2020 Year in Review: 10 Developments Reshaping Petroleum Engineering
In a year defined by a historically harsh oil-price crash that rippled with collateral damage across the industry, the most-read JPT report of 2020 was about a well so different, it needed a new name.
It was a strange solution, devised to deal with a tight drilling section.
But the level of interest in this single experiment speaks to the promise of innovation and the sometimes amazing problem-solving capabilities of petrotechnicals.
We also saw more evidence this year of how those problems can transform into a deeper understanding of the industry’s core disciplines.
Frac hits, or fracture-driven interactions, serve as a prime example.
A few short years ago, they were a source of fear and confusion. Today, a new branch of subsurface diagnostics has unraveled many of the surrounding mysteries and enabled operators to know when the well-to-well events are hurting, or in fact, benefiting production.
There were other important developments covered this year, some just emerging while others appear to be taking a firm hold—enter the “energy transition.”
As we head into 2021, here’s your chance to look back at some of the most-read JPT stories about the ideas that have reshaped the upstream business over the past year.
In a pure demonstration of innovative thinking, engineers in Shell’s US onshore program drilled a well that no one in the shale sector had ever seen before. After drilling a lateral section out for 5,000 ft, the bit slowly turned 180° and then went straight back toward the rig for another 5,000 ft—essentially creating two lateral sections. Dubbed the “Horseshoe Well,” it required no new technology to drill or complete. Heads across the shale business turned to the project because it offered a new way to lower the cost of developing areas where long-lateral drilling is constrained.
Early in the year, before a pandemic-driven price crash, a story raised the question: What will the future look like for petroleum engineers? It relied heavily on a research paper by 2016 SPE President Nathan Meehan, which predicted a significant change in what engineers do and the number needed to do it over the long term. Based on what has happened since, it looks prescient.
The assumption that fractures in one well should not reach out and touch others is looking suspect. Extensive data gathered at ConocoPhillips’ test site in the Eagle Ford concluded that long, overlapping fractures add productive pathways in areas that would otherwise be missed. The insights from that paper are leading companies like Devon Energy to measure and maximize interaction.
Drilling automation has advanced to where we are “in the beginning stages of it.” The assessment was offered by Paul Pastusek, drilling mechanics advisor for ExxonMobil, who laid out what it will take to move ahead, from a standard code for sending data uphole using mud pulses and installing machines capable of inspecting pipe threads.
As a result of the global energy transition, interest in geothermal energy systems is soaring. The area has been stymied in the past by perceived high costs and a general lack of awareness. However, these roadblocks to adoption are eroding. A number of industry experts and new developments suggest that we are entering the “Geothermal Decade,” which could pave the way for the oil and gas business to use more of its native expertise to develop alternative energy.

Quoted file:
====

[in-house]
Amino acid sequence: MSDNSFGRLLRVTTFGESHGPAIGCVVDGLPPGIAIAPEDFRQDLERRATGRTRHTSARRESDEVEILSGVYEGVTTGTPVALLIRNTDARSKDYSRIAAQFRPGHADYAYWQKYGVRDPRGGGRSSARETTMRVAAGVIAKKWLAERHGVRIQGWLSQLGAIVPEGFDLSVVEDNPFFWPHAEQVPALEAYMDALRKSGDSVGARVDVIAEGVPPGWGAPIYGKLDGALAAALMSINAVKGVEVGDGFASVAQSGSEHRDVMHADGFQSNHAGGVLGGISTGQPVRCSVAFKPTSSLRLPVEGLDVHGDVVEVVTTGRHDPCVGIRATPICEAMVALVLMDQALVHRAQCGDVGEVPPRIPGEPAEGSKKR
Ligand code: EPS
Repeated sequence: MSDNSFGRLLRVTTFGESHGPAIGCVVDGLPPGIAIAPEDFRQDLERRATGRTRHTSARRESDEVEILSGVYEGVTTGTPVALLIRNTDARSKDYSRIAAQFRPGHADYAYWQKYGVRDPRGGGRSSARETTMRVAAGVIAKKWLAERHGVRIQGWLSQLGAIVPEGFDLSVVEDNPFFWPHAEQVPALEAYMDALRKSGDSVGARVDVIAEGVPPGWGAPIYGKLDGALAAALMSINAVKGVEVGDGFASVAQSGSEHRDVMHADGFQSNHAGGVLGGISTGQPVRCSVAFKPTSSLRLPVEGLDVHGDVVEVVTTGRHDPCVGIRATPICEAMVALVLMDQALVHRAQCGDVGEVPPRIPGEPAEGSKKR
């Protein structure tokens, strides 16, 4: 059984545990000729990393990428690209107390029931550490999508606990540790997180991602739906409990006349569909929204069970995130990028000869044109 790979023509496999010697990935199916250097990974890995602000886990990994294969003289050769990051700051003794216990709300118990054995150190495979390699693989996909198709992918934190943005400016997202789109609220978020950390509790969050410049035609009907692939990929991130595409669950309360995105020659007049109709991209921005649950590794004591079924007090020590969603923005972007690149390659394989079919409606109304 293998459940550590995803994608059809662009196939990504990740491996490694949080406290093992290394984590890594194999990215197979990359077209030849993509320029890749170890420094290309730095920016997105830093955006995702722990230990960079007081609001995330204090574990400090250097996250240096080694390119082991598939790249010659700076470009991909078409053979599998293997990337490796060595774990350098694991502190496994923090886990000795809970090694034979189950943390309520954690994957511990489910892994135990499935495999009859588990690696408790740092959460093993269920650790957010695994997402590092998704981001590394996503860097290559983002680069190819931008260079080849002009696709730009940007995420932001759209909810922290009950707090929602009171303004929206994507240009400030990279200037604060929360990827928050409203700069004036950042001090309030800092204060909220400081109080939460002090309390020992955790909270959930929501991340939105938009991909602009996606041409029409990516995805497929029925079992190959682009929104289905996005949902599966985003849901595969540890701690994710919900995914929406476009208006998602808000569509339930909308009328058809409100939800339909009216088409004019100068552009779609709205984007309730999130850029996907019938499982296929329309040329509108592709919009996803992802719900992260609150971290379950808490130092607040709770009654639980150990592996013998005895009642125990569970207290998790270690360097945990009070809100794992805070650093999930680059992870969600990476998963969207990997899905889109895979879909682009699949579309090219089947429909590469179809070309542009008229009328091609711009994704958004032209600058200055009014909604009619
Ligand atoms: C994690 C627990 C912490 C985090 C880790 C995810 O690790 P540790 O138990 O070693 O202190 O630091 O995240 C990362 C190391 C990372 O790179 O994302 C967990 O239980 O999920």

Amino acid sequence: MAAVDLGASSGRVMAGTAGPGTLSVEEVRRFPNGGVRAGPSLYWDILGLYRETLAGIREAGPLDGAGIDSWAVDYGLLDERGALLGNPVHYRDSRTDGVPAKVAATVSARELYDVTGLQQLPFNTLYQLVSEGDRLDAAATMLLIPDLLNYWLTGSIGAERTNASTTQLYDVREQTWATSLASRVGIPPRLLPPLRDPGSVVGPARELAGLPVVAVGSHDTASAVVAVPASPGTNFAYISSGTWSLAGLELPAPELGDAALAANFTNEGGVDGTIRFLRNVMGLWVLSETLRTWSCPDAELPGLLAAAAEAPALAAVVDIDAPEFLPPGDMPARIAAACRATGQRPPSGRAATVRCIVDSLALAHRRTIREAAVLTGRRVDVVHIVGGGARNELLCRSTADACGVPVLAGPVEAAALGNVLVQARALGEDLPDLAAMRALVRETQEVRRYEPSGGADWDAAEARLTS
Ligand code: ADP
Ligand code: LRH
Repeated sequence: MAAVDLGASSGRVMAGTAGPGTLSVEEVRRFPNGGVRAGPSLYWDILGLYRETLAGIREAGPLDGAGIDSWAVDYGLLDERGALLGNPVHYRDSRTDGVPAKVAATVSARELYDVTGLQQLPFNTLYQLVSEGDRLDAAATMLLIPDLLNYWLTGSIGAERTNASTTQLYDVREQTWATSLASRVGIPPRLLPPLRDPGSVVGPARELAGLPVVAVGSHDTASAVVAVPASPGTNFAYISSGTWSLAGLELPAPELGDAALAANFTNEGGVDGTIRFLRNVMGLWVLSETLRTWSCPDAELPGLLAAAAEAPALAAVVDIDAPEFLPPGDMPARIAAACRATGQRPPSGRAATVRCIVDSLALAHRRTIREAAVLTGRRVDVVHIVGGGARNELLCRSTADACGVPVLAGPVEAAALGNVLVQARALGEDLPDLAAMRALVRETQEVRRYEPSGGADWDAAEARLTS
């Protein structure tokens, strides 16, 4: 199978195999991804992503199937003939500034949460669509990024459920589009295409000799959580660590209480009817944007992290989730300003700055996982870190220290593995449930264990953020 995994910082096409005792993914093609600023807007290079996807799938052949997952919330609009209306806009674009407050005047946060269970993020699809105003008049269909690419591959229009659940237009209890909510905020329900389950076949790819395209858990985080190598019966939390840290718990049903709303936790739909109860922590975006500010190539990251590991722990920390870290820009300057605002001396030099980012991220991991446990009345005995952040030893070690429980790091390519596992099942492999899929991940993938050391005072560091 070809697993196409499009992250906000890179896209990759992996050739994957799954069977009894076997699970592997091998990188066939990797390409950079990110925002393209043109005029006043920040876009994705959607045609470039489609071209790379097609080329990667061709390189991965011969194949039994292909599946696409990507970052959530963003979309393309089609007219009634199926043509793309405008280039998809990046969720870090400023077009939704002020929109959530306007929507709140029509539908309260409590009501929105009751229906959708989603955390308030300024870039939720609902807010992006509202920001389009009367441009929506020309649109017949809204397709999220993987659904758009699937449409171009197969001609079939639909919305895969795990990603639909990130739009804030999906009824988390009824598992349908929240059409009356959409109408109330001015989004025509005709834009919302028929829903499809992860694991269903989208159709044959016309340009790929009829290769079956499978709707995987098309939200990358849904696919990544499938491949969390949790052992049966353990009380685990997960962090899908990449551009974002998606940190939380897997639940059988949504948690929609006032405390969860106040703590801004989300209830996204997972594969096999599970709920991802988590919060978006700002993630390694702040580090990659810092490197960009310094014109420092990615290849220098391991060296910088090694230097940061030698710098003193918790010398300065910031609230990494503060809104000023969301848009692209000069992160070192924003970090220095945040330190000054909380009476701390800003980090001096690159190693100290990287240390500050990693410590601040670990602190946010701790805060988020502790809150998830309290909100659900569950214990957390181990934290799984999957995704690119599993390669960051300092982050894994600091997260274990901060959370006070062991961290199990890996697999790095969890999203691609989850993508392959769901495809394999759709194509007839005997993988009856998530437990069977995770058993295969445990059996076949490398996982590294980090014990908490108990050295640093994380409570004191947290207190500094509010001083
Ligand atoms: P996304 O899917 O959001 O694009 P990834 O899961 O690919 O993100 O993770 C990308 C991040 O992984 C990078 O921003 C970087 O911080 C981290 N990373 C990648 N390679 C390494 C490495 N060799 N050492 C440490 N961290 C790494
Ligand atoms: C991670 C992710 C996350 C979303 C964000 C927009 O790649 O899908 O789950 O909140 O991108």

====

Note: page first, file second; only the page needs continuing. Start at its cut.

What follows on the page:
The steel casing run down horizontal wells is robust, but it has limits. Unconventional oil and gas producers around the world have learned this lesson after suffering from issues ranging from slight deformations to breaches several inches wide at multiple points in the lateral section. These downhole casing problems are multifaceted and sometimes hard to detect. Engineers are unraveling the root causes, though, and have delivered several SPE papers with further insights following this report.
Depleted reservoirs around the world have the potential to address the world’s growing concerns over emissions and climate change. Pumping enough CO2 back into these geologic storage sites would even enable producers to begin marketing carbon-neutral fuels. Whether this pans out will hinge on the industry’s ability to invest more into enhanced oil recovery via CO2 injections. EOR has traditionally found itself on the sidelines during periods of depressed oil prices, but today there are new incentives to expand such projects at an unprecedented scale.
The black gunk coming out of oil wells may no longer be a mystery. For years these “gummy bears” bedeviled Oklahoma producers who were pretty sure the problem had something to do with fracturing chemicals but had no explanation as to why. Finally, a paper explained that the prime culprit was friction reducers reacting with the fluid in the iron-rich reservoir, which raised the next question: What other chemical reactions are going on down there?
The world’s largest oil company is so because of its vast and highly permeable conventional fields. However, a big part of Saudi Aramco’s next chapter lies in its bounty of tight reservoirs that are just beginning to be earnestly developed. Aramco has spent years studying their potential and how best to deploy unconventional technology. Now it has its first wells flowing and recently approved a $110-billion development of tight-gas resources near the supergiant Ghawar oil field.
The Macondo disaster inspired a wave of ideas on how to ensure that when all else fails, the blowout preventer will prevent the worst. Since then, major changes have been making subsea BOPs more reliable. But it is still essentially a hydraulically powered guillotine.